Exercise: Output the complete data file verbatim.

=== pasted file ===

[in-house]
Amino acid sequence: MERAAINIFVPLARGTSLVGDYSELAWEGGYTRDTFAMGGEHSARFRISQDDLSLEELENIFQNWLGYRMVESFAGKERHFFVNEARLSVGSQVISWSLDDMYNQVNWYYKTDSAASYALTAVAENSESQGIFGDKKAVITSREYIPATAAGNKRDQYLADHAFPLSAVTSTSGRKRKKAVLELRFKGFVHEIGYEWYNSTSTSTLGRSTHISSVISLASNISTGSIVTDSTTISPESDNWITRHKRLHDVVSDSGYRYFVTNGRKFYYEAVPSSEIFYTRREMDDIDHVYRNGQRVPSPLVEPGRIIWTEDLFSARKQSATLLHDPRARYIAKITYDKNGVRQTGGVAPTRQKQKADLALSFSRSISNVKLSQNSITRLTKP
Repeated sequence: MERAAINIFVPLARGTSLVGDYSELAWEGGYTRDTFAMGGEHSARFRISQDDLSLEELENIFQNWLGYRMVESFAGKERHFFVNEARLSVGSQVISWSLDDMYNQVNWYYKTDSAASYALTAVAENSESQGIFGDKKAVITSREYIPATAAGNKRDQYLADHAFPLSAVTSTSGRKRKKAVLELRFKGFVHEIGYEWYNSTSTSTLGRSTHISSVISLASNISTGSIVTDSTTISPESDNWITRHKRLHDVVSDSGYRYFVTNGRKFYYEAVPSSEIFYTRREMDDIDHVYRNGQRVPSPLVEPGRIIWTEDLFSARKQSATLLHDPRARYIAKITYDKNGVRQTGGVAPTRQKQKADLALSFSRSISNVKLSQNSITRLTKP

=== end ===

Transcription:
[in-house]
Amino acid sequence: MERAAINIFVPLARGTSLVGDYSELAWEGGYTRDTFAMGGEHSARFRISQDDLSLEELENIFQNWLGYRMVESFAGKERHFFVNEARLSVGSQVISWSLDDMYNQVNWYYKTDSAASYALTAVAENSESQGIFGDKKAVITSREYIPATAAGNKRDQYLADHAFPLSAVTSTSGRKRKKAVLELRFKGFVHEIGYEWYNSTSTSTLGRSTHISSVISLASNISTGSIVTDSTTISPESDNWITRHKRLHDVVSDSGYRYFVTNGRKFYYEAVPSSEIFYTRREMDDIDHVYRNGQRVPSPLVEPGRIIWTEDLFSARKQSATLLHDPRARYIAKITYDKNGVRQTGGVAPTRQKQKADLALSFSRSISNVKLSQNSITRLTKP
Repeated sequence: MERAAINIFVPLARGTSLVGDYSELAWEGGYTRDTFAMGGEHSARFRISQDDLSLEELENIFQNWLGYRMVESFAGKERHFFVNEARLSVGSQVISWSLDDMYNQVNWYYKTDSAASYALTAVAENSESQGIFGDKKAVITSREYIPATAAGNKRDQYLADHAFPLSAVTSTSGRKRKKAVLELRFKGFVHEIGYEWYNSTSTSTLGRSTHISSVISLASNISTGSIVTDSTTISPESDNWITRHKRLHDVVSDSGYRYFVTNGRKFYYEAVPSSEIFYTRREMDDIDHVYRNGQRVPSPLVEPGRIIWTEDLFSARKQSATLLHDPRARYIAKITYDKNGVRQTGGVAPTRQKQKADLALSFSRSISNVKLSQNSITRLTKP